OBJECTIVE: On April 25, 2012, the first laparoscopic cordless ultrasonic device (Sonicision, Covidien, Mansfield, Massachusetts) was used in a clinical setting. We describe our initial experience. METHODS: The cordless device is assembled with a reusable battery and generator on a base hand-piece. It has a minimum and maximum power setting controlled by a single trigger for both coagulation and cutting. A laparoscopic radical nephrectomy was performed on a 56-year-old man with a 7-cm right renal mass...
July 2014: JSLS: Journal of the Society of Laparoendoscopic Surgeons
Minwoo Ahn, Nguyen Trung Hau, Nguyen Van Phuc, Junghwan Oh, Hyun Wook Kang
BACKGROUND AND OBJECTIVE: Laser light has been widely used as a surgical tool to treat benign prostate hyperplasia (BPH) over 20 years. Recently, application of high laser power up to 200 W was often reported to swiftly remove a large amount of prostatic tissue. The purpose of this study was to validate the feasibility of photoactive dye injection to enhance light absorption and eventually to facilitate tissue vaporization with low laser power. MATERIALS AND METHODS: Chicken breast tissue was selected as a target tissue due to minimal optical absorption at the visible wavelength...
November 2014: Lasers in Surgery and Medicine
Julia F Lippert, Steven E Lacey, Ramon Lopez, John Franke, Lorraine Conroy, John Breskey, Nurtan Esmen, Li Liu
The U.S. Occupational Safety and Health Administration (OSHA) estimates that half a million health-care workers are exposed to laser surgical smoke each year. The purpose of this study was to establish a methodology to (1) estimate emission rates of laser-generated air contaminants (LGACs) using an emission chamber, and to (2) perform a screening study to differentiate the effects of three laser operational parameters. An emission chamber was designed, fabricated, and assessed for performance to estimate the emission rates of gases and particles associated with LGACs during a simulated surgical procedure...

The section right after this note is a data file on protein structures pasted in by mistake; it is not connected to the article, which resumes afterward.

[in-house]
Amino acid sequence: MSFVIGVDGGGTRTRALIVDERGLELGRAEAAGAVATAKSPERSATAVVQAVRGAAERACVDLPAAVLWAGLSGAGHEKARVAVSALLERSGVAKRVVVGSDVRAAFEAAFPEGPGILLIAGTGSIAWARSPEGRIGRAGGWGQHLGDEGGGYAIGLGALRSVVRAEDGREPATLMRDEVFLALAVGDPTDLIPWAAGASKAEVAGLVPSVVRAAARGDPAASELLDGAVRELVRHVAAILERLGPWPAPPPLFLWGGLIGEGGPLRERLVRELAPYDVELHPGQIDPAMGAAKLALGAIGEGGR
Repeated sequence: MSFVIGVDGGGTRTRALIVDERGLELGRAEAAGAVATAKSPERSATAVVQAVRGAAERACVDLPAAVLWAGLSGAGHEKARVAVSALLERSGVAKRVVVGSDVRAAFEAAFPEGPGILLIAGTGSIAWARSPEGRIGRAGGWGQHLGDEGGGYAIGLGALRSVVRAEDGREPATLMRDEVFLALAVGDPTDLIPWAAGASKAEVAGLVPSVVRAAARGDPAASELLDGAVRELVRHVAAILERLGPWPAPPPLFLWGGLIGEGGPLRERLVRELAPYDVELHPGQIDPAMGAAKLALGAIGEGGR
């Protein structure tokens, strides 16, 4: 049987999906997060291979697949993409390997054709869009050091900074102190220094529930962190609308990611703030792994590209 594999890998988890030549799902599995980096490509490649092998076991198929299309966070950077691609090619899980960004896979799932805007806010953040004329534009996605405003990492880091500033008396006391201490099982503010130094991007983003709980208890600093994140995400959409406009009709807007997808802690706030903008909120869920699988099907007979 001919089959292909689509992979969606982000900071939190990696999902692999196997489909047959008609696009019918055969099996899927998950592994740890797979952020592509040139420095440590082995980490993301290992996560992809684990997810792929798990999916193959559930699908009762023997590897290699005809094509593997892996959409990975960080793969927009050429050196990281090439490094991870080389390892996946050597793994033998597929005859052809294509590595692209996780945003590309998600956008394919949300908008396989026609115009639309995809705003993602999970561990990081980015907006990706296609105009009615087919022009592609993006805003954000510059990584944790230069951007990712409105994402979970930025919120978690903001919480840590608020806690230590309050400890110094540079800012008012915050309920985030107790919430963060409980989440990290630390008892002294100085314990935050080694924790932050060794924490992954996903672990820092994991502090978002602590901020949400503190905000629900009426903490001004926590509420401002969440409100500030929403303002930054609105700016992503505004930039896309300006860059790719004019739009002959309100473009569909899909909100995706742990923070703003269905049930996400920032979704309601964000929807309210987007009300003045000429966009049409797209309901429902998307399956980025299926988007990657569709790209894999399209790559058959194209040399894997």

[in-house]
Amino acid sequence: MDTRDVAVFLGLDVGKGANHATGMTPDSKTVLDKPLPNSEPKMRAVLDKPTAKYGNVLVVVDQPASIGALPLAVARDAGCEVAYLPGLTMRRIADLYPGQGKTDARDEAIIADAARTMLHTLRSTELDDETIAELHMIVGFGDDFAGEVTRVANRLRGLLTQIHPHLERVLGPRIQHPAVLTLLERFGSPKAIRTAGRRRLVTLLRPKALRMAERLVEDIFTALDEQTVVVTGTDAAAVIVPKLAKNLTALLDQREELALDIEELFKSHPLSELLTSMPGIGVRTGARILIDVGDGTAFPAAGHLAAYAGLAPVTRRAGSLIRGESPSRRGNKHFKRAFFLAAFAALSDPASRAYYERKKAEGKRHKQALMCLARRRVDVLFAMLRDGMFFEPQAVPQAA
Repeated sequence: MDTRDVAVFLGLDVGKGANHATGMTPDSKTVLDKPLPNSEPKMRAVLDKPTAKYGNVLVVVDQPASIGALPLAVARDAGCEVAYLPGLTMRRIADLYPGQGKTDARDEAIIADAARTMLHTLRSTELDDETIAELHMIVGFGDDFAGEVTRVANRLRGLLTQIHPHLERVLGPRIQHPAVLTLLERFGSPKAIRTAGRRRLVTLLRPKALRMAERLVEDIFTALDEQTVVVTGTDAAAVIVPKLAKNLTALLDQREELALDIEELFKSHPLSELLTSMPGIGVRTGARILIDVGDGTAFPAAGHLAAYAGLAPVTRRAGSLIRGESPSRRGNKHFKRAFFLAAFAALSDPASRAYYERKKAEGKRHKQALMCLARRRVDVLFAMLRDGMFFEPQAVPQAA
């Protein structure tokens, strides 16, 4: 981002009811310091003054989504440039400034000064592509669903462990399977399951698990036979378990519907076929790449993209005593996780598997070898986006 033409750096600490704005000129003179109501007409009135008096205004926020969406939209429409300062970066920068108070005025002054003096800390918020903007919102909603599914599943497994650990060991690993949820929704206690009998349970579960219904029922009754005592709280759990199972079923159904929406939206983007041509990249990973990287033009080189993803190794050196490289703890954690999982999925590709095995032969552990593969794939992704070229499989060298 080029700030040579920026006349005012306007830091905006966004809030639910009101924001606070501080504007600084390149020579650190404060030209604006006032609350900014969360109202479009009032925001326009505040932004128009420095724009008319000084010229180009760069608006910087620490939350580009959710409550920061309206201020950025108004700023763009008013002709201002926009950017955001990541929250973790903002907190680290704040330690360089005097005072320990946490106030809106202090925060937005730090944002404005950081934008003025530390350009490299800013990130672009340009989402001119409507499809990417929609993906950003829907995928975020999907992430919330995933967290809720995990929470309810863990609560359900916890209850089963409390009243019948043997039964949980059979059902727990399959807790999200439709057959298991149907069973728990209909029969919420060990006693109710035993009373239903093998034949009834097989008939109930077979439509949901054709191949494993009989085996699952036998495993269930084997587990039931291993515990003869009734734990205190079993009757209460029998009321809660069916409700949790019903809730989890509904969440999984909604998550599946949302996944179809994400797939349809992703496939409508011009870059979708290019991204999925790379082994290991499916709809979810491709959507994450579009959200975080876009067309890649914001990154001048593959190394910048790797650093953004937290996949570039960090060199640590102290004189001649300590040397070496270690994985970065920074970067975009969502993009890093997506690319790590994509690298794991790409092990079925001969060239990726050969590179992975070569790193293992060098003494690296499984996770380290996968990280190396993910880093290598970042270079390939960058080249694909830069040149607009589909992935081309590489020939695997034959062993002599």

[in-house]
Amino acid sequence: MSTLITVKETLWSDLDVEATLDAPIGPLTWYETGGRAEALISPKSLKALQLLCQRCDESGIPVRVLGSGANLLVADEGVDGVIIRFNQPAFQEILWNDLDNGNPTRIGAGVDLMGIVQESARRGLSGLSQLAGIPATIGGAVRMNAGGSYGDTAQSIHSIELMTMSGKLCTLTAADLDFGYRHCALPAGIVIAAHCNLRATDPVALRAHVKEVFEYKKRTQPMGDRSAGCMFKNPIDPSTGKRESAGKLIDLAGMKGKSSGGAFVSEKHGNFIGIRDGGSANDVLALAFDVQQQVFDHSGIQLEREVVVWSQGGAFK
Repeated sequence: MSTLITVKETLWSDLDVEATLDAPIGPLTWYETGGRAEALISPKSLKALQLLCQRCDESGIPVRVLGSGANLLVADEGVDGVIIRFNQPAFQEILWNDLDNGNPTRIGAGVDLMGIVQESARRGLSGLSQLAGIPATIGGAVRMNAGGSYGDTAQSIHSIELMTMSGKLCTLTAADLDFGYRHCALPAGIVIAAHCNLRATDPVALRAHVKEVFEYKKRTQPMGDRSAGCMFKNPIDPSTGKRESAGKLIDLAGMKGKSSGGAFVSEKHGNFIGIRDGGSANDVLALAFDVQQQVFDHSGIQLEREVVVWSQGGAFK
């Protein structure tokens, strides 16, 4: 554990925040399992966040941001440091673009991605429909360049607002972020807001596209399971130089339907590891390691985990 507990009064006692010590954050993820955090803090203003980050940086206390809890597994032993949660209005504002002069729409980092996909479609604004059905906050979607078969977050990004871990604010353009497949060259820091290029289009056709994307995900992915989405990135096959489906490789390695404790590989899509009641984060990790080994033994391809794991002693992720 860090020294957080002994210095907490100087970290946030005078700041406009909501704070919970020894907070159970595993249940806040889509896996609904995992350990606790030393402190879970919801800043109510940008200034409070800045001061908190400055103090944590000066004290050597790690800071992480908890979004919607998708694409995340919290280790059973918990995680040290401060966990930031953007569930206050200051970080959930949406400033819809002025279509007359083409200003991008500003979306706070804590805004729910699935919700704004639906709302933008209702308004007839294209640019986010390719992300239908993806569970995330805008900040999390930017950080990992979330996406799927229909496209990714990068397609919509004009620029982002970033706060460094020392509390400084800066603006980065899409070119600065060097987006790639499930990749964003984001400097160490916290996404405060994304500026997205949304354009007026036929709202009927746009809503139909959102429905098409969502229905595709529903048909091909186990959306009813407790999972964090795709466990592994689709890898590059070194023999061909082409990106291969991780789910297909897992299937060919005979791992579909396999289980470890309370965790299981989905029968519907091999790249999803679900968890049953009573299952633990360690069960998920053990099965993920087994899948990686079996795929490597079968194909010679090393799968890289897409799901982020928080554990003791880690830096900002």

2014: Journal of Occupational and Environmental Hygiene
Leonard Schultz
Chronic exposure to surgical smoke can transmit viruses; lead to respiratory illness; and increase the risk of more serious conditions, including Alzheimer disease, collagen and cardiac diseases, and cancer. Despite this, surgical smoke plume capture and evacuation devices are often used sporadically or not at all, and do not necessarily reduce costs per procedure. In addition, the current choices for smoke plume capture are varied, and health care providers may make decisions about what type of method to use based on marketing materials rather than facts, leaving most clinicians and managers frustrated and cynical about supporting the effort to capture surgical smoke plume...
February 2014: AORN Journal
Fernando J Kim, David Sehrt, Alexandre Pompeo, Wilson R Molina
OBJECTIVE: To characterize laparoscopic ultrasonic dissector surgical plume emission (laminar or turbulent) and investigate plume settlement time between curved and straight blades. MATERIALS AND METHODS: A straight and a curved blade laparoscopic ultrasonic dissector were activated on tissue and in a liquid environment to evaluate plume emission. Plume emission was characterized as either laminar or turbulent and the plume settlement times were compared. Devices were then placed in liquid to observed consistency in the fluid disruption...
May 2014: Surgical Endoscopy